Tuscola football coach, principal suspended in close succession
Both Tuscola Principal Heather Blackmon and head football coach Chris Brookshire have been suspended from their positions at the school — though not on the same day, or even the same week.
Because this is a personnel matter, Superintendent Dr. Trevor Putnam would not comment on the nature of the suspensions.
Blackmon was suspended with pay on Dec. 16. Brookshire was first suspended with pay on Dec. 7, and then suspended without pay on Dec. 16. Blackmon was hired on as principal in July of 2020; Brookshire was hired as physical education teacher, head football coach, weights coach and JV boys’ basketball assistant coach in January 2020.
While speculation has run rampant, the public will not be privy to the reasons for suspension until the Haywood County School Board has made a final decision regarding the employment status of each person.
Blackmon has been suspended with pay, while Brookshire, though first suspended with pay, has been suspended without pay. This not only suggests a rather stark difference in the alleged misconduct of the two people, but also means that the processes for dealing with that misconduct will differ.
When an employee is suspended without pay, they can request a hearing before the board of education. If no request is made within 15 days, the superintendent may file their recommendation with the board. The board will then use evidence presented by the superintendent, and the hearing, if one is held, to make a final decision.
When an employee is suspended with pay, they may be suspended for up to 90 days. If the superintendent does not initiate dismissal or demotion proceedings against the employee within the 90-day period, the employee has to be reinstated to their duties immediately and all records of the suspension with pay can be removed from the personnel file. However, if the superintendent and the employee agree to extend the 90-day period, the superintendent may initiate dismissal or demotion proceedings against the career employee at any time during the period of the extension.
In order to be suspended, an employee must display inadequate performance; immorality; insubordination; neglect of duty; physical or mental incapacity; habitual or excessive use of alcohol or nonmedical use of a controlled substance; conviction of a felony or a crime involving moral turpitude; advocating the overthrow of the government of the united States or of the State of North Carolina by force, violence, or other unlawful means; failure to fulfill the duties and responsibilities imposed upon teachers by the General Statutes of North Carolina; failure to comply with such reasonable requirements as the board may prescribe; any cause which constitutes grounds for the revocation of a career employee’s teaching license; failure to maintain licensure; providing false information or knowingly omitting a material fact on an application for employment.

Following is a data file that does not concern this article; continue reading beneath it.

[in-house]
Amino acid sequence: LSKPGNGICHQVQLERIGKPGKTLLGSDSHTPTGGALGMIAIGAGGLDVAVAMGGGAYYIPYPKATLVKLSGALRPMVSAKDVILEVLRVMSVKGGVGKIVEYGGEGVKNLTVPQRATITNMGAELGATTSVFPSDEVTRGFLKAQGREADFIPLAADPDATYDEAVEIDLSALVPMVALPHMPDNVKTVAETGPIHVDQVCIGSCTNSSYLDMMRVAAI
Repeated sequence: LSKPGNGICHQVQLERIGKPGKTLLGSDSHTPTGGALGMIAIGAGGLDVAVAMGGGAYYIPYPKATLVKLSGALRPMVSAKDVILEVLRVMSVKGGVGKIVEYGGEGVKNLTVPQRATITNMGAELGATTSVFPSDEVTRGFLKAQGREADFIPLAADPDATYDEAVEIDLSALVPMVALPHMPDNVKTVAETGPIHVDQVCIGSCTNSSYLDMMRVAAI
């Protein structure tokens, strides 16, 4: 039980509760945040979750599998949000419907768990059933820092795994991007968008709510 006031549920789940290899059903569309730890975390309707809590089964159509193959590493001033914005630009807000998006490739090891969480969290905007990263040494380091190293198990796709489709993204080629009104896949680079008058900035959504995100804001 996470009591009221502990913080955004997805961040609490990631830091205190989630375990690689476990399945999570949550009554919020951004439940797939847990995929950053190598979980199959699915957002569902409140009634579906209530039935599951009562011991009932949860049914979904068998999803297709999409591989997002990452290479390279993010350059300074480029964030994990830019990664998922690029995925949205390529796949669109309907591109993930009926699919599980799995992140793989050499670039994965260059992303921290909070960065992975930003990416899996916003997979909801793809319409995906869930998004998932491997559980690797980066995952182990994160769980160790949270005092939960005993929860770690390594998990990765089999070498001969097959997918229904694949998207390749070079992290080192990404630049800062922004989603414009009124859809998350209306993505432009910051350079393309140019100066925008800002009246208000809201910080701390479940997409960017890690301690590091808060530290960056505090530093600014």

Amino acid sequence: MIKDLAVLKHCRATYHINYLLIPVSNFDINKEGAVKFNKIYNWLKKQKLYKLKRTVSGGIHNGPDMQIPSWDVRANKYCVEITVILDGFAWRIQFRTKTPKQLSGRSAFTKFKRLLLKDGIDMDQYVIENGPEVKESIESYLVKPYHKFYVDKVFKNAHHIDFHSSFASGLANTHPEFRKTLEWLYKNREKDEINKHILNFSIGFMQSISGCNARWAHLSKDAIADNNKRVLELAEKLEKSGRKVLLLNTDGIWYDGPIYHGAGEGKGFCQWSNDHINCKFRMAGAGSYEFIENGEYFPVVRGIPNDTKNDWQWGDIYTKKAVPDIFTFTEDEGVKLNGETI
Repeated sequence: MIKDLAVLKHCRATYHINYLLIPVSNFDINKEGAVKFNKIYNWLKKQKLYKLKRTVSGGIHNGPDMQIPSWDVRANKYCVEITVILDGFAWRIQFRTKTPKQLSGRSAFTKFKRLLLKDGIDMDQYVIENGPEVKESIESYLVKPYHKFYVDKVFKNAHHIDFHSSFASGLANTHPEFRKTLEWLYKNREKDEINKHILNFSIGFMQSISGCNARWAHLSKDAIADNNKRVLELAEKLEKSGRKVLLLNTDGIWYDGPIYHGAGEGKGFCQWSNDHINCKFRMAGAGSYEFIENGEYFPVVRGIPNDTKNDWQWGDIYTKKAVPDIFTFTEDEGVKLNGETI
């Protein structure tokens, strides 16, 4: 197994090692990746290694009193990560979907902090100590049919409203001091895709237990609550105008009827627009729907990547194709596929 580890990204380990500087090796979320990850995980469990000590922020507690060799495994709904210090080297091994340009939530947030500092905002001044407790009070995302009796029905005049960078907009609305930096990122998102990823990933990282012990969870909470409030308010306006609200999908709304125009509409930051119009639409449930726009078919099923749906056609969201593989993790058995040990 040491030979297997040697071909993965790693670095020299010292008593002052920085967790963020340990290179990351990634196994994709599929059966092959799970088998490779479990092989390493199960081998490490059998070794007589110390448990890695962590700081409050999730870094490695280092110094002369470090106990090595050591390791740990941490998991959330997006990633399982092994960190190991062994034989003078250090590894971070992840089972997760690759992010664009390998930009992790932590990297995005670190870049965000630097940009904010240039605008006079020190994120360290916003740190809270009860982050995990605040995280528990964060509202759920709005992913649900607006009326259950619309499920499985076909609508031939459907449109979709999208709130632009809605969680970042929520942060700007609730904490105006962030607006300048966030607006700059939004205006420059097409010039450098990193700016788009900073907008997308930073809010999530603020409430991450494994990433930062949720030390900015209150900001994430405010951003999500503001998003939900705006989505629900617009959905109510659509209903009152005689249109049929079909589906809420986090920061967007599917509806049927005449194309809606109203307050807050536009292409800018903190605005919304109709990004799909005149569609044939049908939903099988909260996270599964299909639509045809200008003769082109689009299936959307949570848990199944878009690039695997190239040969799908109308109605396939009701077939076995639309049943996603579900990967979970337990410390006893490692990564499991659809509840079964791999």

While these board hearings would likely take place in closed session, the public would be notified of the date and time of those meetings.
In an email to Tuscola staff Wednesday morning, Dec. 21, Assistant Principal Jacob Shelton pleaded with staff not to engage in the social media reaction to the suspension.
“I highly encourage you to: 1- not look at it and/or 2 - take into consideration that you are a HCS employee when the urge to respond to, comment on, or like a social media post hits,” Shelton wrote in the email. “As I mentioned the other day the rumors circulating have a high probability of being totally false. Please do not put yourself in a precarious position by indulging in the frenzy even though I’m sure you’ll be defending this school or someone who works here.”
According to school board policy, “employees shall not use Internet postings to libel or defame the board, individual board members, students, or other school employees. Employees shall not use Internet postings to harass, bull, or intimidate students or other employees in violation of policy… ”
Consequences for violating the policy on social media can be disciplinary action, up to and including dismissal.
Over the past several years, the school board has consistently voted in favor of the recommendations of both recently retired Superintendent Dr. Bill Nolte and current Superintendent Dr. Trevor Putnam. This track record would indicate that when this matter comes before the board, it is likely the board will accept administration’s recommendation.